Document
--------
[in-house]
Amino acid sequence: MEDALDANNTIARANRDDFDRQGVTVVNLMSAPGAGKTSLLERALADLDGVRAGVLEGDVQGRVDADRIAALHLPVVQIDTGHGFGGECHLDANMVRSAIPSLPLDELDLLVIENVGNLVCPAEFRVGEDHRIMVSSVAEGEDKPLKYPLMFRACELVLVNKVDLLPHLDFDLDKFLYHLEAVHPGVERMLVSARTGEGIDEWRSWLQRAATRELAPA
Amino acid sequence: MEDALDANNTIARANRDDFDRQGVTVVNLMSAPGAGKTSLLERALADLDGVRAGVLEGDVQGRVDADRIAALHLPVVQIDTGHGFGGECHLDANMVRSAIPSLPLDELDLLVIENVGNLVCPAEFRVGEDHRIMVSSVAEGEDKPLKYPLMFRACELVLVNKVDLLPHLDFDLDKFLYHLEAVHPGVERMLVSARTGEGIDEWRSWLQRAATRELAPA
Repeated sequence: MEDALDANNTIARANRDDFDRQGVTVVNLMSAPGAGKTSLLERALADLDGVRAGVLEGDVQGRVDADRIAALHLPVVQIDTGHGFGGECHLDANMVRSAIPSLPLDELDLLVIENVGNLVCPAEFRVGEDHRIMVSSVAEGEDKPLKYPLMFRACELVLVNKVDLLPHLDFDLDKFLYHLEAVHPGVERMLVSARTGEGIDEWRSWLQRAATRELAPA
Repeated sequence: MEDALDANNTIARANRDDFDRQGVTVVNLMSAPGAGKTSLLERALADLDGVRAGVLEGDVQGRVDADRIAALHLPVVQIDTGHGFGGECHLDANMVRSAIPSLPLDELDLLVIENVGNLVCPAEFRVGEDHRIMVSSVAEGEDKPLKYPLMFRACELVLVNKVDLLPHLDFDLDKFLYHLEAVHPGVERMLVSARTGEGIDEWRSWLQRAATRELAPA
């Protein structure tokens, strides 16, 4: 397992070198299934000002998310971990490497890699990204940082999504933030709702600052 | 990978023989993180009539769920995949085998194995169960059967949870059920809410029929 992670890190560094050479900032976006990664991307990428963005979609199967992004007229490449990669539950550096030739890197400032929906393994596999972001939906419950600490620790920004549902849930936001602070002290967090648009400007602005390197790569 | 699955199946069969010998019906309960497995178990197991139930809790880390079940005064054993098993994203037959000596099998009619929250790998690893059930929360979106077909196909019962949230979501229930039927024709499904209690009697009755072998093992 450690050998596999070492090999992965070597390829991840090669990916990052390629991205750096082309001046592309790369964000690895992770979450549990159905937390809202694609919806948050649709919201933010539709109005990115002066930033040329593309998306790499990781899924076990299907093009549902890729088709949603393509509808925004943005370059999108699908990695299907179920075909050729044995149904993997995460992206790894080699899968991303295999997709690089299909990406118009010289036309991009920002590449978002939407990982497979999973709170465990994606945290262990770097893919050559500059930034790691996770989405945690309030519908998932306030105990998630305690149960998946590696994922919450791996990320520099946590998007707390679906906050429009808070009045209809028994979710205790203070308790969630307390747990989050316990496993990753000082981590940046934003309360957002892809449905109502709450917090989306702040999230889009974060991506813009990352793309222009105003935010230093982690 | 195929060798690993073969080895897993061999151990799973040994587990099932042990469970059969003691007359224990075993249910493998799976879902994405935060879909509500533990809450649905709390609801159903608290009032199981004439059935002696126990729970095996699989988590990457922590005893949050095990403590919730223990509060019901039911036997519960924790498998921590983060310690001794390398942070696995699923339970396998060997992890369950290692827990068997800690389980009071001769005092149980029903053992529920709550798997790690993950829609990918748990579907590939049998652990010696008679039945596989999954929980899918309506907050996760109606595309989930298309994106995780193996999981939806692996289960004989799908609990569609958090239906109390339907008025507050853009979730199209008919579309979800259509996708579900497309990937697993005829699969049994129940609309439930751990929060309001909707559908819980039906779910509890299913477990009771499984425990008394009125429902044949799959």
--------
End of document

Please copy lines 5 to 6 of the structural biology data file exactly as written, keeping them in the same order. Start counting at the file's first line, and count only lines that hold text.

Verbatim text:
Repeated sequence: MEDALDANNTIARANRDDFDRQGVTVVNLMSAPGAGKTSLLERALADLDGVRAGVLEGDVQGRVDADRIAALHLPVVQIDTGHGFGGECHLDANMVRSAIPSLPLDELDLLVIENVGNLVCPAEFRVGEDHRIMVSSVAEGEDKPLKYPLMFRACELVLVNKVDLLPHLDFDLDKFLYHLEAVHPGVERMLVSARTGEGIDEWRSWLQRAATRELAPA
């Protein structure tokens, strides 16, 4: 397992070198299934000002998310971990490497890699990204940082999504933030709702600052 | 990978023989993180009539769920995949085998194995169960059967949870059920809410029929 992670890190560094050479900032976006990664991307990428963005979609199967992004007229490449990669539950550096030739890197400032929906393994596999972001939906419950600490620790920004549902849930936001602070002290967090648009400007602005390197790569 | 699955199946069969010998019906309960497995178990197991139930809790880390079940005064054993098993994203037959000596099998009619929250790998690893059930929360979106077909196909019962949230979501229930039927024709499904209690009697009755072998093992 450690050998596999070492090999992965070597390829991840090669990916990052390629991205750096082309001046592309790369964000690895992770979450549990159905937390809202694609919806948050649709919201933010539709109005990115002066930033040329593309998306790499990781899924076990299907093009549902890729088709949603393509509808925004943005370059999108699908990695299907179920075909050729044995149904993997995460992206790894080699899968991303295999997709690089299909990406118009010289036309991009920002590449978002939407990982497979999973709170465990994606945290262990770097893919050559500059930034790691996770989405945690309030519908998932306030105990998630305690149960998946590696994922919450791996990320520099946590998007707390679906906050429009808070009045209809028994979710205790203070308790969630307390747990989050316990496993990753000082981590940046934003309360957002892809449905109502709450917090989306702040999230889009974060991506813009990352793309222009105003935010230093982690 | 195929060798690993073969080895897993061999151990799973040994587990099932042990469970059969003691007359224990075993249910493998799976879902994405935060879909509500533990809450649905709390609801159903608290009032199981004439059935002696126990729970095996699989988590990457922590005893949050095990403590919730223990509060019901039911036997519960924790498998921590983060310690001794390398942070696995699923339970396998060997992890369950290692827990068997800690389980009071001769005092149980029903053992529920709550798997790690993950829609990918748990579907590939049998652990010696008679039945596989999954929980899918309506907050996760109606595309989930298309994106995780193996999981939806692996289960004989799908609990569609958090239906109390339907008025507050853009979730199209008919579309979800259509996708579900497309990937697993005829699969049994129940609309439930751990929060309001909707559908819980039906779910509890299913477990009771499984425990008394009125429902044949799959």